Fine-scale heterogeneity in overstory composition contributes to heterogeneity of wildfire severity in southern boreal forest

Daren J. Carlson, Peter B. Reich, Lee E. Frelich

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29 Scopus citations


Wildfire can create a mosaic of impacts of varying severity across the landscape. Although widely recognized, this feature and its causes are little understood or studied in ecology. We studied a 1,200-ha wildfire in the southern boreal forest of the Boundary Waters Canoe Area Wilderness (BWCAW) in northeastern Minnesota, USA, using 275 ground plots (stand-scale) and 1:7,000 scale aerial photographs for the entire burned area (landscape-scale). Fire severity was markedly heterogeneous. Overall, 50% of the burn extent was classified as high burn severity, but patches burned this severely were on average less than 70 m from patches of low severity. As expected, lowlands had lower average fire severity than uplands, but several lowland areas burned, and some upland areas remained unburned. At the landscape scale, pre-fire vegetation type-itself heterogeneous-and patch size of less flammable cover types influenced fire severity. Crown fire severity in upland areas was lowest in pure aspen-birch and red/white pine stands and highest in jack pine and spruce-fir stands. At the stand-scale, slope position and the density of certain tree species at adjacent plots influenced fire severity. Improved understanding of the severity patterns created by wildfire can help to guide the management of spatial patterns of forested systems. Based on our study, a larger range in disturbance severity at scales of 0.1 to several ha and increasing the average size, and range of sizes, of residual patches would in aggregate better mimic natural disturbance than typical harvests.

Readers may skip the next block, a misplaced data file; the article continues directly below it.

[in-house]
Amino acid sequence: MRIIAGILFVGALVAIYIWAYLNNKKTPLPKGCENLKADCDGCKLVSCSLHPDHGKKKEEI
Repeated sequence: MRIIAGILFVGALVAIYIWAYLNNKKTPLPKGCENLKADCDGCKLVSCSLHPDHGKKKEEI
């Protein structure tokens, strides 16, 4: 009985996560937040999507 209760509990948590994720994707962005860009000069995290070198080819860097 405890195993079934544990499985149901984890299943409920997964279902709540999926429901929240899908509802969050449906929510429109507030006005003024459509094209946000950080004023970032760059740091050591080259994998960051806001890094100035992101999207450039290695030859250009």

Original languageEnglish (US)
Pages (from-to)203-214
Number of pages12
JournalJournal of Forest Research
Issue number3
StatePublished - Jun 2011

Bibliographical note

Funding Information:
Acknowledgments We thank the Superior National Forest, particularly Jim Hinds, for logistical assistance and documents; E. Hanson, J. Bobrowski, and K. Snow for field assistance; P. Bolstad, H. Douglas, G. Olson provided GIS assistance; C. Hale for significant editing and formatting assistance; one anonymous reviewer; and The Wilderness Research Foundation for funding.


  • Fire ecology
  • Fire severity
  • Forest dynamics
  • Landscape ecology
  • Natural disturbance


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